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In case you missed it

August 26th, 2007

A website run by the neocon thinktank the Center for Security Policy (members include Frank Gaffney, Richard Perle and Doug Feith) has published (then removed) a piece calling for Bush to use his military powers to “the first permanent president of America” and “ruler of the world”. Along the way he suggests that the population of Iraq should have been wiped out. The website Family Security Matters also runs pieces by Newt Gingrich, Judy Miller and other luminaries.

The full piece is preserved here at Watching the Watchers. I found it via Wikipedia.

As someone would say (though maybe not in this case) “read the whole thing”. It’s impossible to tell if this is satire by someone who has cleverly infiltrated FSM over a lengthy period (quite a few other pieces by the same author, Philip Atkinson were also removed), a sudden outbreak of insanity, or the actual views of CSP/CFM, accidentally revealed and clumsily concealed.

As things stand, there’s a presumption in favor of the last of these views. The piece was published by CSP/FSM and constitutes, at present, their last word on the subject. If they repudiate Atkinson’s views they should say so openly, and live with the embarrassment of having published him.

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  1. BilB
    August 26th, 2007 at 17:31 | #1

    Wow!!!!!!!

    No doubt King Bush would want to have some permanent friends,…in similar positions,…..to, you know….chat with, on the phone.

  2. Jill Rush
    August 26th, 2007 at 19:15 | #2

    Interesting prospect and also interesting that Philip Atkinson has a post on sanity. But what if the President did adopt the insane tactic proposed. If the military supported the position it could lead to a civil war as the citizenry has a lot of arms – would the NRA support him or not? And if the army arrested all of the legislature there would be no way he could be impeached. However whilst he has mangled the English language and USA foreign policy hopefully he will not be so deluded as to follow the recipe for disaster outlined in the post. However it should as Prof Q states be followed up by an emphatic announcement on the web site that what was proposed and taken down was pure madness.

  3. gaddeswarup
  4. mugwump
    August 26th, 2007 at 20:41 | #4

    Another example of the idiosyncratic Quiggin doctrine of guilt by dissociation.

    Isn’t obvious that by taking it down the FSM is distancing itself from the piece? The simplest inference is that the organization disagrees with its views.

  5. BilB
    August 27th, 2007 at 07:33 | #5

    Mugwump

    On Quiggin it is our duty to be vigilant to protect the society that we can , in todays world, no longer take for granted. I suspect that such comments if made in Australia might be considered seditious, and therefore dangerous to the organisation rather than not generally supported. Another possiblity in a country (the USA) strong with a “minuteman” tradition the flashing comment might be a “call to arms”, a signal to register support.

    The probability of success for such a scenario is near zero, but those odds have not, through history, stop people from trying. There are a number of recent examples.

    Closer to home, no one can convince me that such thoughts are not tempting for our own JWH. On the surface of it we have here a PM, who if his statements are to be taken seriously, believes that his opposition is incompetent. Even dangerous to the success of the country. And the public are about to make a huge mistake by not continuing down his vital path of enlightened governance. He has been able to maintain slavish survitude amoungst his party followers and has enjoyed a period of unrivalled legislative freedom. He would feel confident of commercial support and he has shown no amount of disdain for the public whom he feels can be bought with a few tax handouts, and his coffers are brimming full. He has made significant changes to media structures. He has shown a dislike for the general makeup of the Australian state and declared a determinantion to change it to his liking. Coupled with all of that is his belief that we are in a state of terrorist siege.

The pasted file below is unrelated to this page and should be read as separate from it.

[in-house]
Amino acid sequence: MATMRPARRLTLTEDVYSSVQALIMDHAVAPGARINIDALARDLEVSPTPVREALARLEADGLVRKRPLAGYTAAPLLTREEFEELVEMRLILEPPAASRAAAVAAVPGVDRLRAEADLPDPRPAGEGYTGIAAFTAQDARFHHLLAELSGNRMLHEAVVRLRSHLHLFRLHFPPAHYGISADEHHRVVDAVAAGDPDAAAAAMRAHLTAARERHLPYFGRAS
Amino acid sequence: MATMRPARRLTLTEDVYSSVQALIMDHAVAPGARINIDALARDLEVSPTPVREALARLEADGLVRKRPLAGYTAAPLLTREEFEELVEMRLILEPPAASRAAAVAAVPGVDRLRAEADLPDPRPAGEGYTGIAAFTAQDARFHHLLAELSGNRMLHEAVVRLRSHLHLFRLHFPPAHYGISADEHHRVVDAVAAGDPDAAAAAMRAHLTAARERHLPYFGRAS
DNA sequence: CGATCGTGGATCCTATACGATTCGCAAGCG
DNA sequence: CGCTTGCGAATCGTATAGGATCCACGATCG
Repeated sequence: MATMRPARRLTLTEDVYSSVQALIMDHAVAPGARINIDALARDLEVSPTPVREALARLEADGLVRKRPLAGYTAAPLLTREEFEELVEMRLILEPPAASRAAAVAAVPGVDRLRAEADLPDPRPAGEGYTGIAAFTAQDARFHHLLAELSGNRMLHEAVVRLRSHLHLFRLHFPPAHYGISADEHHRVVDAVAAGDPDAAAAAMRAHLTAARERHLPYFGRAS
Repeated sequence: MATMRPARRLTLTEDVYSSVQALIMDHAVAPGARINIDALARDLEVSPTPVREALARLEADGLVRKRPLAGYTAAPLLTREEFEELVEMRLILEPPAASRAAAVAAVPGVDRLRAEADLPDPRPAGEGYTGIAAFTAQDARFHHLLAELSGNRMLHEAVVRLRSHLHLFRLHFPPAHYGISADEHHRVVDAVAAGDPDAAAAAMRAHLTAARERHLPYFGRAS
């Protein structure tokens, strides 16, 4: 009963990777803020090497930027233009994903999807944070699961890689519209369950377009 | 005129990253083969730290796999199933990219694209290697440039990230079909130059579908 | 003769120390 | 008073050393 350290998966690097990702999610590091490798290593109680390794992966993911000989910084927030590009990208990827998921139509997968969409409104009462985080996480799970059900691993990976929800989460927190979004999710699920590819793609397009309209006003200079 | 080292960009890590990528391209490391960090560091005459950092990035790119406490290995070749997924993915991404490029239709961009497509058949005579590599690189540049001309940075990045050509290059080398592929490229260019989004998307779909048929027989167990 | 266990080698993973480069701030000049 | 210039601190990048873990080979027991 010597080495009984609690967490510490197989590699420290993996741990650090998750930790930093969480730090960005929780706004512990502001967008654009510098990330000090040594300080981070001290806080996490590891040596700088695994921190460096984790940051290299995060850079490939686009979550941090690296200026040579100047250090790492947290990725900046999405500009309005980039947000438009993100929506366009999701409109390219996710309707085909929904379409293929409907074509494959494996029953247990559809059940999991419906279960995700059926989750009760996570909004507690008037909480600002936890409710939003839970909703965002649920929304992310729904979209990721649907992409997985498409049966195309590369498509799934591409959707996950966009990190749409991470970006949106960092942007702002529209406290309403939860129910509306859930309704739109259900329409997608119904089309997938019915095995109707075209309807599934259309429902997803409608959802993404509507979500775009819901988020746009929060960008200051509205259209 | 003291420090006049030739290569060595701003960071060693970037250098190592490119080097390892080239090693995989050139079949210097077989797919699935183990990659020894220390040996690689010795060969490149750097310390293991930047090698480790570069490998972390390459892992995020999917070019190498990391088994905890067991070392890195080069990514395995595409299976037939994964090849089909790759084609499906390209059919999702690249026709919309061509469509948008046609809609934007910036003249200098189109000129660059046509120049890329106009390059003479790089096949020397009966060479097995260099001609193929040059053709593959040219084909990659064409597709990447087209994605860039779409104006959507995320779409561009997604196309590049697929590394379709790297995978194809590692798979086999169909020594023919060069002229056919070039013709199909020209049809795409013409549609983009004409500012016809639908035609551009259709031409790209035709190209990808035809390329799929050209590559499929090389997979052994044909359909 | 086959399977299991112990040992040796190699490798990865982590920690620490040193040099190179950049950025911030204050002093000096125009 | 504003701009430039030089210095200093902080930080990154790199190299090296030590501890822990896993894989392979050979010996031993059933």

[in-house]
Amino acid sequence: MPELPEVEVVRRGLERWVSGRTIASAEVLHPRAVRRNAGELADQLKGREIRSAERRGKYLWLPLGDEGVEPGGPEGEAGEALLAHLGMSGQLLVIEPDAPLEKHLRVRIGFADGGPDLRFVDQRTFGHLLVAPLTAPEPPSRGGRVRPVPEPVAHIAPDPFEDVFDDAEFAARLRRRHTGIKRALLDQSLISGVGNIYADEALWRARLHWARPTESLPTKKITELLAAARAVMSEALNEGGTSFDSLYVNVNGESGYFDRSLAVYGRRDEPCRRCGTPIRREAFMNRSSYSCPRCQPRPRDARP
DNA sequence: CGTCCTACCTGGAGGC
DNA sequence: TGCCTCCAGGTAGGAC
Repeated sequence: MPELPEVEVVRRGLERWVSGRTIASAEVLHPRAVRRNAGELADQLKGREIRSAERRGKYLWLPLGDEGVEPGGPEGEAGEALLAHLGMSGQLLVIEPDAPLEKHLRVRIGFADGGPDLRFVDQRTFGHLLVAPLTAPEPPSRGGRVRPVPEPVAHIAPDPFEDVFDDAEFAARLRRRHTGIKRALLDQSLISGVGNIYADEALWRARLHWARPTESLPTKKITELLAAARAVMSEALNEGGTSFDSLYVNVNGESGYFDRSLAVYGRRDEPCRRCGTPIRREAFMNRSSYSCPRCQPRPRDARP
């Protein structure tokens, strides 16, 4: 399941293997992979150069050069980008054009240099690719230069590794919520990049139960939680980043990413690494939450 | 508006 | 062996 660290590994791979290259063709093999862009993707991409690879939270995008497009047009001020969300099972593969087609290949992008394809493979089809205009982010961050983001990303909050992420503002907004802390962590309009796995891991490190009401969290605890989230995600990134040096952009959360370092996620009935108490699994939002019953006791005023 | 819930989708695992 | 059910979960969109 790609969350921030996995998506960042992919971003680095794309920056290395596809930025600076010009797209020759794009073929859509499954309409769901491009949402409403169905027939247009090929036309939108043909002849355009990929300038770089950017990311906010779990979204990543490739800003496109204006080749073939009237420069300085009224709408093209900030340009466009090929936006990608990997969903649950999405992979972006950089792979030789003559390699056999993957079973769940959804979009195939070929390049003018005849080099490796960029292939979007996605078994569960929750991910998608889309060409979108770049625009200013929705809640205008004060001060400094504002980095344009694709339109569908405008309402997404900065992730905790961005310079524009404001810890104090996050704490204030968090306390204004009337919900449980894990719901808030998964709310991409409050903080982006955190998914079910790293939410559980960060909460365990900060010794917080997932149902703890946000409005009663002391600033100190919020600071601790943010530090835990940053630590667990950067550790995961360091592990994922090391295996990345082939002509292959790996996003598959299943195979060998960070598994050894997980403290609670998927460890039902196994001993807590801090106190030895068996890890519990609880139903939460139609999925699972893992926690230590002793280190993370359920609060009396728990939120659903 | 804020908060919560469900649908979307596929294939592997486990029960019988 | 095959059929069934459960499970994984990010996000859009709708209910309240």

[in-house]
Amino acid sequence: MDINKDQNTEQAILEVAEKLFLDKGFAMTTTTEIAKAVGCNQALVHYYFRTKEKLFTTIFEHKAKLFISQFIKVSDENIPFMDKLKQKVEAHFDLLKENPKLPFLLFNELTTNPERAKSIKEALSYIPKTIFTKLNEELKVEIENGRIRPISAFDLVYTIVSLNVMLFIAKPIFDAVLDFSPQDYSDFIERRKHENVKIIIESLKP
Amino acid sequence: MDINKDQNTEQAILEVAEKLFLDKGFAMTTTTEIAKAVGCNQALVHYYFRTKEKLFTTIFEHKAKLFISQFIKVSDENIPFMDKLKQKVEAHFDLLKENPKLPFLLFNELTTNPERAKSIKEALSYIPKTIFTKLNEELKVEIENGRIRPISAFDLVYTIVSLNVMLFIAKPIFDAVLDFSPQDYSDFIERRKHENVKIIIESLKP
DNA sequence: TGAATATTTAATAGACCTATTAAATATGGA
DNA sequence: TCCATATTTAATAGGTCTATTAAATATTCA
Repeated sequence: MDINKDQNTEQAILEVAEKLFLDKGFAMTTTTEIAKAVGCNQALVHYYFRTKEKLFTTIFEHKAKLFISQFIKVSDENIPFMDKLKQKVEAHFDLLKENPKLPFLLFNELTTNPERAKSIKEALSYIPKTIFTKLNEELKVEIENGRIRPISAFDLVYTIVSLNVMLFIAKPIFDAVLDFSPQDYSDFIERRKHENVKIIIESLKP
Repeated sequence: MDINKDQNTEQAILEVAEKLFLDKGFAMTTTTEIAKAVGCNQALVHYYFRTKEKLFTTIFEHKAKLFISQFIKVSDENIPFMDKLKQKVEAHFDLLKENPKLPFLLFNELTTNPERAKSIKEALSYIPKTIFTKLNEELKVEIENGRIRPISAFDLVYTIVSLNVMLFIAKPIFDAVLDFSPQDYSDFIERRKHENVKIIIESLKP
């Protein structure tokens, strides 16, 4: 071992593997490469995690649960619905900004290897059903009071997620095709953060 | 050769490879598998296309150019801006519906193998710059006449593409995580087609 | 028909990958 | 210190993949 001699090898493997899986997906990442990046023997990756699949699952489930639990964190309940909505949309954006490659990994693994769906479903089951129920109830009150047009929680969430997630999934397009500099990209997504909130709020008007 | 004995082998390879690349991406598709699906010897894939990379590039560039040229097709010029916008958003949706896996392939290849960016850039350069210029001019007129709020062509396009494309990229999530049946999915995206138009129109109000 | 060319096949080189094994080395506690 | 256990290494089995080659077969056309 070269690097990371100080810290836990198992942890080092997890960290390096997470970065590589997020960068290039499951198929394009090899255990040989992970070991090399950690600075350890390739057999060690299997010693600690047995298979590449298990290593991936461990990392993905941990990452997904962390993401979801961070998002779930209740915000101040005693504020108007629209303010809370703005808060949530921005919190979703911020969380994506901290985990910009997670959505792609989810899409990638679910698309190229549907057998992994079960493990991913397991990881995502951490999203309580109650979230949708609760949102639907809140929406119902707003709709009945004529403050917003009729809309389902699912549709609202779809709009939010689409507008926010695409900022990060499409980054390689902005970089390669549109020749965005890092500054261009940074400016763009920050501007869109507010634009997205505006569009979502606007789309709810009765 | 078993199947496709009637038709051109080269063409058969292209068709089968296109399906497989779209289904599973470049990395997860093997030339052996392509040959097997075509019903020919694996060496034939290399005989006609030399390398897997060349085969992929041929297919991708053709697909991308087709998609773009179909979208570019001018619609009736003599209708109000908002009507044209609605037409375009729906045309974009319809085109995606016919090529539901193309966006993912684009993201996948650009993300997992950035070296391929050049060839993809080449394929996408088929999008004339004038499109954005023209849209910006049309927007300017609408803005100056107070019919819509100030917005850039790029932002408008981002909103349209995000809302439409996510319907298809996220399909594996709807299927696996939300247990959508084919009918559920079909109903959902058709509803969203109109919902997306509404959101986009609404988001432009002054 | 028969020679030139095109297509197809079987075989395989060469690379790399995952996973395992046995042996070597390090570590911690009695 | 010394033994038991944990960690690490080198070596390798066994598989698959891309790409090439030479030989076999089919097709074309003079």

Having said all of that I do not think that Howard is that stupid to try bend circumstances to improperly maintain control of government, but I would be willing to put money on the probability that the thought has crossed his mind more than once.

  6. gandhi
    August 27th, 2007 at 09:39 | #6

    I saw the piece elsewhere last week – it is obviously doing the wingnut rounds. These things do not happen by accident in Rove’s USA.

    When you look at the current crop of GOP candidates for 08 and the likelihood of a Democrat win, it’s little wonder that panic is setting in among the Bush-loving GOP fantasy reality crowd. And what else can they do, except nullify the election or start a new war? As Josh Marshall noted over the weekend, Bush has nothing left to lose. Neither do his very dangerous supporters.

    “We are bigger than Iraq.

    By that I do not mean we, as America, are bigger or better than Iraq as a country. I mean that that sum of our national existence is not bound up in what happens there. The country will go on. Whatever happens, we’ll recover from it. And whatever might happen, there are things that matter much more to this country’s future — like whether we have a functioning military any more, whether our economy is wrecked, whether this country tears itself apart over this catastrophe. But we’ll go on and look back at this and judge what happened.

    Not so for the president. For him, this is it. He’s not bigger than this. His entire legacy as president is bound up in Iraq. Which is another way of saying that his legacy is pretty clearly an irrecoverable shambles. That is why, as the folly of the enterprise becomes more clear, he must continually puff it up into more and more melodramatic and world-historical dimensions. A century long ideological struggle and the like. For the president a one in a thousand shot at some better outcome is well worth it, no matter what the cost. Because at least that’s a one in a thousand shot at not ending his presidency with the crushing verdict history now has in store. It’s also worth just letting things keep on going as they are forever because, like Micawber, something better might turn up. Going double or nothing by expanding the war into Iran might be worth it too for the same reason. For him, how can it get worse?

    And when you boil all this down what it comes down to is that the president now has very different interests than the country he purports to lead. ”

    Much the same argument could be made for our own PM.